Creative Nonfiction Editor Rae Pagliarulo asks, "Have you ever read one of those books that haunts you when you're not reading it? I remember, in my younger days, hungrily sneaking chapter after chapter of The Hunger Games trilogy under dinner tables, at bus stops, in line at the post office. . . It's been a while since a book has hooked me so completely, but Annie Liontas' debut novel Let Me Explain You was my object of obsession for approximately five straight days. Let me just say—Katniss and Peeta have nothing on this one. Liontas builds a world between countries where death is predicted by the stamping hooves of goats, where love makes us christen the entire menu for one person, where forgiveness gives way to broken glass on a diner floor, where obligation shadows over what the heart wants. After the first chapter, in which an email from Let Me's patriarch, Stavros—Stavros 'Steve' Mavrakis to the women in his life—explains his completely plausible and inevitable death in exactly ten days, I could not stop reading. Greek words dot the dialogue, and even the omniscient narration (depending on which character is taking us through the chapter) is littered with charming broken English and curious cultural idioms. Like a piece of sweet, custardy galaktoboureko, I kept sneaking bites everywhere I could. Before bed, before work, during dinner, even at lunchtime. At the end, I felt so satisfied and a little bit heartbroken that it was over. I warn you—don't even start reading if you're having a crazy day, week, month. Be ready to begin and to know immediately that not only do you have to finish, but that you do not want it to end."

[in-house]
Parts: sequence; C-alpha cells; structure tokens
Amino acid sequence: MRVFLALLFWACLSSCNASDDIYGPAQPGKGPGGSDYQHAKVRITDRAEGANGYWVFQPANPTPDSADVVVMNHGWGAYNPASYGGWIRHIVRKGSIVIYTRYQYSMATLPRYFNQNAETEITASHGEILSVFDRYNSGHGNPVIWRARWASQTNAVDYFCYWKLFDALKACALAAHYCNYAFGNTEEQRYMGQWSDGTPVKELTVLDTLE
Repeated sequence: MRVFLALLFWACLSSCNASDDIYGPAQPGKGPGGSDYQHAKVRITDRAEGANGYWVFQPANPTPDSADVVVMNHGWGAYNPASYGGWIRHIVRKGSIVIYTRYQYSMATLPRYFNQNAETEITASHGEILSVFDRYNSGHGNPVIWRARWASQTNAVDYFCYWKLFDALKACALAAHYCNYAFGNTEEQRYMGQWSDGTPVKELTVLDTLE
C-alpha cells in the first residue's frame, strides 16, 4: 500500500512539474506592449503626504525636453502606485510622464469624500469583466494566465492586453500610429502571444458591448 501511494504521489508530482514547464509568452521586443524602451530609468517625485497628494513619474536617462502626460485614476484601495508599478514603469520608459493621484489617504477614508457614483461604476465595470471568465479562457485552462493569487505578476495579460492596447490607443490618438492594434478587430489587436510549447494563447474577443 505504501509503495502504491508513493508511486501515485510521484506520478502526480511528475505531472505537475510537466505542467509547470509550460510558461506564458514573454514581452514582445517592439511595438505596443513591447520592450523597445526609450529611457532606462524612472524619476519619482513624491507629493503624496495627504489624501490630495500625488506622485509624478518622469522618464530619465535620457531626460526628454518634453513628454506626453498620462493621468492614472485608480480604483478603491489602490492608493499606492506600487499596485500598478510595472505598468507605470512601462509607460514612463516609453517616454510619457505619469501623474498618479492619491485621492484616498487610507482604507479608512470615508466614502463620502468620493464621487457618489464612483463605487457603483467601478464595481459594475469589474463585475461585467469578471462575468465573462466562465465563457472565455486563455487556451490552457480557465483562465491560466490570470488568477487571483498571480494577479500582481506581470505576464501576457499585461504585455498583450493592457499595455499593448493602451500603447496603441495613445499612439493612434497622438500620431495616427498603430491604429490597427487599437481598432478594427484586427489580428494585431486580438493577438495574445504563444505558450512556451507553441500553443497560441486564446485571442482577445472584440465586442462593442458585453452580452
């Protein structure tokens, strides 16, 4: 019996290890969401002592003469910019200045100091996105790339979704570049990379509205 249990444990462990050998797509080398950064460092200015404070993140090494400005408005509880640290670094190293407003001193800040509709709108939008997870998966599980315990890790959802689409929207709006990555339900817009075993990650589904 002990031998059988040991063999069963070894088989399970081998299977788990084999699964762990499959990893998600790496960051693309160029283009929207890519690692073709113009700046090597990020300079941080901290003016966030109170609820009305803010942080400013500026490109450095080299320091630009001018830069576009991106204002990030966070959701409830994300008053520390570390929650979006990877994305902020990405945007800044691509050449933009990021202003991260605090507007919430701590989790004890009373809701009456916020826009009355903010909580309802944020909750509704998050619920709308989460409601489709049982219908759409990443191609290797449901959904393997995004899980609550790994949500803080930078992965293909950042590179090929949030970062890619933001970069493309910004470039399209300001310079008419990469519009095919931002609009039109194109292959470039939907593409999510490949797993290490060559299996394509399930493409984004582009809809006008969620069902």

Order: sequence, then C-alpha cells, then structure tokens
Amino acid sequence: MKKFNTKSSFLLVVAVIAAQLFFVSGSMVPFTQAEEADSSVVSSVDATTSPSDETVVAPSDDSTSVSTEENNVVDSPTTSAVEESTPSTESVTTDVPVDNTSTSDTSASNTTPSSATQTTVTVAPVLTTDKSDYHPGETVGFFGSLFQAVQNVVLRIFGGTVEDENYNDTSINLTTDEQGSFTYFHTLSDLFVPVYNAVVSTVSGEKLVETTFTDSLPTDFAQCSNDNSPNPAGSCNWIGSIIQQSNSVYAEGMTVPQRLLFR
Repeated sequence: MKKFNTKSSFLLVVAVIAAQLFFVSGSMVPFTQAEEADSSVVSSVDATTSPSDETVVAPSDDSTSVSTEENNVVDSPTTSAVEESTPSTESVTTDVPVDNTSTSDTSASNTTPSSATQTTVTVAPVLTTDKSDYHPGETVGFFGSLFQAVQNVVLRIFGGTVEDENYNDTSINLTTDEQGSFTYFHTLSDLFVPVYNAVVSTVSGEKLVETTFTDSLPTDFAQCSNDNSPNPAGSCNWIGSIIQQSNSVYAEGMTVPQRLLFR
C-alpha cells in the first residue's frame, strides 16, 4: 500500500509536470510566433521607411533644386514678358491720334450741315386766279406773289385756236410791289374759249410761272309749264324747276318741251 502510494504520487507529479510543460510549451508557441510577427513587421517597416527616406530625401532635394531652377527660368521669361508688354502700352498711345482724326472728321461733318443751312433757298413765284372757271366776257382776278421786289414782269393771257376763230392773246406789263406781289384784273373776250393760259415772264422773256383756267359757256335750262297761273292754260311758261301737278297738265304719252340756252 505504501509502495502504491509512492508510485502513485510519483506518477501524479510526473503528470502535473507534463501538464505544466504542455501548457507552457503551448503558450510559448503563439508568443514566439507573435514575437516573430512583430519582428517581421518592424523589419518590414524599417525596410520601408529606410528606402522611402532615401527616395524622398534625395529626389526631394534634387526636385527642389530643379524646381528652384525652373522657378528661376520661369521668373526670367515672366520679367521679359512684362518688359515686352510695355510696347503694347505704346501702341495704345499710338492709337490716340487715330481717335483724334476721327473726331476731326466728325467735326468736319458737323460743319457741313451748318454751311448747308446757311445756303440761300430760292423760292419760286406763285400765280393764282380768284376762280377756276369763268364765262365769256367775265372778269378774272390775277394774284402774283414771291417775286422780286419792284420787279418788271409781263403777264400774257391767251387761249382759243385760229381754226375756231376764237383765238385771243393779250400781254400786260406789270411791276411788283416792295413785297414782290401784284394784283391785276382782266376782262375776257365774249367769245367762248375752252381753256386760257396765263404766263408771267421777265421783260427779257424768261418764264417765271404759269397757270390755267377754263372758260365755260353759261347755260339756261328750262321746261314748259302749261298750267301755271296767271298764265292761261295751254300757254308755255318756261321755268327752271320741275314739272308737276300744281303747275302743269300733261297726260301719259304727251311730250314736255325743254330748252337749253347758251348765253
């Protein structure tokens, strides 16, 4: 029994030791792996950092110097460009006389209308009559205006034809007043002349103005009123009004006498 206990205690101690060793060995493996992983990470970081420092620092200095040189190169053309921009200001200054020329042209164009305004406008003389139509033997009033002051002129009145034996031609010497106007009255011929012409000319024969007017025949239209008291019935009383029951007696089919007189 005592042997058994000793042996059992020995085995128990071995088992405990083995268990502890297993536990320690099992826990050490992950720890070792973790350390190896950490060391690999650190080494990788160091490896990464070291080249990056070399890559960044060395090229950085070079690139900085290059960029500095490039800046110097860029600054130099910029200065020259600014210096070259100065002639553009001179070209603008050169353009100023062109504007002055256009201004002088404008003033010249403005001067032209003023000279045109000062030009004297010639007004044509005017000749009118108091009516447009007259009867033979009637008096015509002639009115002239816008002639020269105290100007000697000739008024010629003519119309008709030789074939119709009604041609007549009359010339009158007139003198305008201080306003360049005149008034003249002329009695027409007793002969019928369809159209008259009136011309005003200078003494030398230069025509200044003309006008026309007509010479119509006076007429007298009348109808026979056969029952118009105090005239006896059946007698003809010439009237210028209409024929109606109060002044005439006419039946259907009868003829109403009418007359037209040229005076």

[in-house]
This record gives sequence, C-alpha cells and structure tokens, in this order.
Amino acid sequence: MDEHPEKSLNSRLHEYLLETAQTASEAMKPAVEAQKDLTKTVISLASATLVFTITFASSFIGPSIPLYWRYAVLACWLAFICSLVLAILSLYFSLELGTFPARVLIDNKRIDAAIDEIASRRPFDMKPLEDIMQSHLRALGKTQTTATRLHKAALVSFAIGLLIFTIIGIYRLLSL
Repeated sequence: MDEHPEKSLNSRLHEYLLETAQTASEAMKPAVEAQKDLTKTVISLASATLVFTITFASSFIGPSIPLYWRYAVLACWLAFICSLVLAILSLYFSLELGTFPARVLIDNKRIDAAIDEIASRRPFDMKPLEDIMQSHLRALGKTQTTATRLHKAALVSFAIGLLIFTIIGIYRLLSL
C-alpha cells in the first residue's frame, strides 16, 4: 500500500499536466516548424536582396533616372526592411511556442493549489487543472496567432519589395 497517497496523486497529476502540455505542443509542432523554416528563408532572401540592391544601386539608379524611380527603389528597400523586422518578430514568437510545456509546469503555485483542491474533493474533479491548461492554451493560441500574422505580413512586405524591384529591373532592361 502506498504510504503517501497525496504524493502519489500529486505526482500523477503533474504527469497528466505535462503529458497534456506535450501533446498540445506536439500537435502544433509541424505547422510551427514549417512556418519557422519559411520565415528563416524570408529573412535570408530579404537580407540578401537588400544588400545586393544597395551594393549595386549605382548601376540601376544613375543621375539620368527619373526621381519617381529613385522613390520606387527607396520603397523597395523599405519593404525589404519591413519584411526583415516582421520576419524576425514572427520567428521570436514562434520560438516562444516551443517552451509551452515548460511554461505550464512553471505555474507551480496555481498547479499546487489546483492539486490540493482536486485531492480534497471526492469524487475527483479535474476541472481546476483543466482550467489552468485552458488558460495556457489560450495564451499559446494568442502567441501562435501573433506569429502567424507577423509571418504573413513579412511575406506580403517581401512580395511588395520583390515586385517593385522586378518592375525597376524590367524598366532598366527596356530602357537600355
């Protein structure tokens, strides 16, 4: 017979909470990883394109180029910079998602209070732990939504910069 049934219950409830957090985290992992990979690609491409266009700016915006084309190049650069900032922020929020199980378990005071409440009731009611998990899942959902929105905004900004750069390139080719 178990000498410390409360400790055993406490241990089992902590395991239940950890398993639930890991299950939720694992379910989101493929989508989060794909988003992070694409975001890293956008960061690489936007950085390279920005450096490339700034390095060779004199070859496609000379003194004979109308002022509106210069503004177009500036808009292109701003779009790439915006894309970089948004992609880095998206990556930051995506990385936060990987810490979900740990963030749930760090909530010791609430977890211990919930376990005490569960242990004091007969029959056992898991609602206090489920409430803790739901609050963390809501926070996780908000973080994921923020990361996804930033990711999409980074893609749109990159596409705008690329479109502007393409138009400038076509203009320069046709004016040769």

Creative Nonfiction Editor Andrea Lani writes, "My childhood summers spent traipsing to the bookmobile and religiously tracking my pages for the reading challenge left an indelible feeling that a perfect summer involves a large stack of books. As this summer drew to a close, I couldn't shake the feeling I had forgotten something essential, despite having taken a long road trip, and packed in as many beach days as the remaining weekends would hold. I had just come off a long jag of reading serious, heavy nonfiction, and I craved that delicious, endless summer feeling of reading purely for pleasure. In anticipation of our last trip to the beach, I popped into the library to pick up Crocodile on the Sandbank, by Elizabeth Peters, the first in an old favorite series of whimsical mystery novels starring the indomitable Amelia Peabody and her archaeologist husband, Radcliffe Emerson. Scarcely had I finished the first book when I returned to the library in search of the next few to take along on our Labor Day Weekend trip. The conclusion of each book left me hungry for the next, and I resented intrusions like sleep, work, and family time that took me away from the Peabody-Emersons. I should emphasize that the books aren't only fun—they offer an education in ancient Egypt, archaeological technique, English Imperialism, Victorian social mores, and the evolution of women's clothing—driven, of course, by Ms. Peabody herself. The series includes nineteen books plus a 'compendium' called Amelia Peabody's Egypt, and the last time I read it straight through was the last time I had the gift of time (or timelessness): when my oldest son was an infant. I was on maternity leave, I had no other children, the library was a short walk from my apartment, and I spent endless afternoons on the couch, baby to breast, book in hand. Although I won't experience the endless days of childhood summers or early motherhood again until I've retired to my rocking chair, I'm making time now, as summer sinks into fall, to sneak reading this timeless series into the nooks and crannies of my days."